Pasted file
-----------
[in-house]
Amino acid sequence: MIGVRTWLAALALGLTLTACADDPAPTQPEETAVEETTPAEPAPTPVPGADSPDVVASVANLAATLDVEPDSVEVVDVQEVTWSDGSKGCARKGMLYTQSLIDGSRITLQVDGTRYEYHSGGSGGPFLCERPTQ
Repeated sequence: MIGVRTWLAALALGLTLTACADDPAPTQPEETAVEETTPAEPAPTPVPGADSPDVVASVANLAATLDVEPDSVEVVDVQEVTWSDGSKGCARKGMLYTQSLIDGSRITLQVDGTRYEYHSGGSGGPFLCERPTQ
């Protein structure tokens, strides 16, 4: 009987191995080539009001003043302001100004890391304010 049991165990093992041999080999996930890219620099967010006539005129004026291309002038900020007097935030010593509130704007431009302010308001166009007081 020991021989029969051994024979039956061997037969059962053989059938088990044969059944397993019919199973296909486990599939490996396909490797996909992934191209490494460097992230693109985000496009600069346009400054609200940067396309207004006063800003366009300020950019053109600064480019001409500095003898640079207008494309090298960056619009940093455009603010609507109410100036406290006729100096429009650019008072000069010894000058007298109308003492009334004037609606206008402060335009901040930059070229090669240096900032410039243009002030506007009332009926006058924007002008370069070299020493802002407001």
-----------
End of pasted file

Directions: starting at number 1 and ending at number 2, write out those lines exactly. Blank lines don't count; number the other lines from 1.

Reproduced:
[in-house]
Amino acid sequence: MIGVRTWLAALALGLTLTACADDPAPTQPEETAVEETTPAEPAPTPVPGADSPDVVASVANLAATLDVEPDSVEVVDVQEVTWSDGSKGCARKGMLYTQSLIDGSRITLQVDGTRYEYHSGGSGGPFLCERPTQ